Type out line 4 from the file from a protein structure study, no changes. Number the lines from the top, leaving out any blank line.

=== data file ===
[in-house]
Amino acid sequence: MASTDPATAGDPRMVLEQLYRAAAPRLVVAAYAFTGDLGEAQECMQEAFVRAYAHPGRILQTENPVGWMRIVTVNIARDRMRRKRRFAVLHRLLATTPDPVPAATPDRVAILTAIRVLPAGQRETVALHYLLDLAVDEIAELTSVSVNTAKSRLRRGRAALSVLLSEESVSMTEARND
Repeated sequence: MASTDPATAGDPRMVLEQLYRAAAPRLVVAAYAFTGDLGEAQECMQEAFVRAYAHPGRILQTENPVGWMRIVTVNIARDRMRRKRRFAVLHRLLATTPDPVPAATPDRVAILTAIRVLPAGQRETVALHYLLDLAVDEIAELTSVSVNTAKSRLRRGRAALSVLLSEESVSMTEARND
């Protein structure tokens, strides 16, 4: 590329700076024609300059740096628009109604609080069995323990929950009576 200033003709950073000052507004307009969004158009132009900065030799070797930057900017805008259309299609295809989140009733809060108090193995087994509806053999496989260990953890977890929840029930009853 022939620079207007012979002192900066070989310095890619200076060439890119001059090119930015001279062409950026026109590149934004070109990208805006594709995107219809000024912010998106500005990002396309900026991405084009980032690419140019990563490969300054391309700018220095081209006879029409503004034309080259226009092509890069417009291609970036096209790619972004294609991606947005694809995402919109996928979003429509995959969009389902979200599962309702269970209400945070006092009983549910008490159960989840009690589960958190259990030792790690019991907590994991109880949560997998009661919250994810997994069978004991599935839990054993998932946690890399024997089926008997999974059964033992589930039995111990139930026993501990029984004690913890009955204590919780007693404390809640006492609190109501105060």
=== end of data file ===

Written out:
């Protein structure tokens, strides 16, 4: 590329700076024609300059740096628009109604609080069995323990929950009576 200033003709950073000052507004307009969004158009132009900065030799070797930057900017805008259309299609295809989140009733809060108090193995087994509806053999496989260990953890977890929840029930009853 022939620079207007012979002192900066070989310095890619200076060439890119001059090119930015001279062409950026026109590149934004070109990208805006594709995107219809000024912010998106500005990002396309900026991405084009980032690419140019990563490969300054391309700018220095081209006879029409503004034309080259226009092509890069417009291609970036096209790619972004294609991606947005694809995402919109996928979003429509995959969009389902979200599962309702269970209400945070006092009983549910008490159960989840009690589960958190259990030792790690019991907590994991109880949560997998009661919250994810997994069978004991599935839990054993998932946690890399024997089926008997999974059964033992589930039995111990139930026993501990029984004690913890009955204590919780007693404390809640006492609190109501105060």